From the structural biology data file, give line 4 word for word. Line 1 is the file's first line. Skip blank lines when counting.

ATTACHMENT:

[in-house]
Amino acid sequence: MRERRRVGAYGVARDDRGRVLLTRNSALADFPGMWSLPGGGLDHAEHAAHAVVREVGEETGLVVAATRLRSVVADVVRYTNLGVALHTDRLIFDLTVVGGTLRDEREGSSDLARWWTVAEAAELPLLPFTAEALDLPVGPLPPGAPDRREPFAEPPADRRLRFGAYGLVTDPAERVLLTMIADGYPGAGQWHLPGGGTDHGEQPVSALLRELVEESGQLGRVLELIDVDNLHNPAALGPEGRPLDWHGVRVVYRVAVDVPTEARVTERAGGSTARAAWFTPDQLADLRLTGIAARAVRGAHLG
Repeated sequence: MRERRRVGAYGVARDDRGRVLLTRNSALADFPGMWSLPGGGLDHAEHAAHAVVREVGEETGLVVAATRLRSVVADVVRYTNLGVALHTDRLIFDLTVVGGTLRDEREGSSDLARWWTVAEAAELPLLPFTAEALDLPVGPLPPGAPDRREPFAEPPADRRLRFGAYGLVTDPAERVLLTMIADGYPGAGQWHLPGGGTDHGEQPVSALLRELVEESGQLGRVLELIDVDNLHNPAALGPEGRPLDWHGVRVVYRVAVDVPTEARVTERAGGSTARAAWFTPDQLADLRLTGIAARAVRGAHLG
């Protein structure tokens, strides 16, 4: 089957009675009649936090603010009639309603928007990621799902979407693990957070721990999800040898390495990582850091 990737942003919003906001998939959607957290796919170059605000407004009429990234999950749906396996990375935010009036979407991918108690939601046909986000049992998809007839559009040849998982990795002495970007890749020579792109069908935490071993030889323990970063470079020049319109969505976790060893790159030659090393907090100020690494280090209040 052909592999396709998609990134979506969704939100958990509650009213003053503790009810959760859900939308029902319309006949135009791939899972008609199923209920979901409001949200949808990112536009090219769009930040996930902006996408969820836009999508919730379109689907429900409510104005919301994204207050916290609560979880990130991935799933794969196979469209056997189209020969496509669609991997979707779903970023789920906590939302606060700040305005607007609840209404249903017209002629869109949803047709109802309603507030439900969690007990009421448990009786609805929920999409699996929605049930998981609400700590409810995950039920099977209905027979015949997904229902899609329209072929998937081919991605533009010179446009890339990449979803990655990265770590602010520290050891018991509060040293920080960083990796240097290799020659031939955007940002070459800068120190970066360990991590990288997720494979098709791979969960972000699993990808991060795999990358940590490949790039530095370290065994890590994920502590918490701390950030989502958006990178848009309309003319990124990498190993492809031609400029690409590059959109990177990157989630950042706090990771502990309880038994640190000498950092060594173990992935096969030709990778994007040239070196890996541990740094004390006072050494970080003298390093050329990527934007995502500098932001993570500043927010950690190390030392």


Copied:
């Protein structure tokens, strides 16, 4: 089957009675009649936090603010009639309603928007990621799902979407693990957070721990999800040898390495990582850091 990737942003919003906001998939959607957290796919170059605000407004009429990234999950749906396996990375935010009036979407991918108690939601046909986000049992998809007839559009040849998982990795002495970007890749020579792109069908935490071993030889323990970063470079020049319109969505976790060893790159030659090393907090100020690494280090209040 052909592999396709998609990134979506969704939100958990509650009213003053503790009810959760859900939308029902319309006949135009791939899972008609199923209920979901409001949200949808990112536009090219769009930040996930902006996408969820836009999508919730379109689907429900409510104005919301994204207050916290609560979880990130991935799933794969196979469209056997189209020969496509669609991997979707779903970023789920906590939302606060700040305005607007609840209404249903017209002629869109949803047709109802309603507030439900969690007990009421448990009786609805929920999409699996929605049930998981609400700590409810995950039920099977209905027979015949997904229902899609329209072929998937081919991605533009010179446009890339990449979803990655990265770590602010520290050891018991509060040293920080960083990796240097290799020659031939955007940002070459800068120190970066360990991590990288997720494979098709791979969960972000699993990808991060795999990358940590490949790039530095370290065994890590994920502590918490701390950030989502958006990178848009309309003319990124990498190993492809031609400029690409590059959109990177990157989630950042706090990771502990309880038994640190000498950092060594173990992935096969030709990778994007040239070196890996541990740094004390006072050494970080003298390093050329990527934007995502500098932001993570500043927010950690190390030392």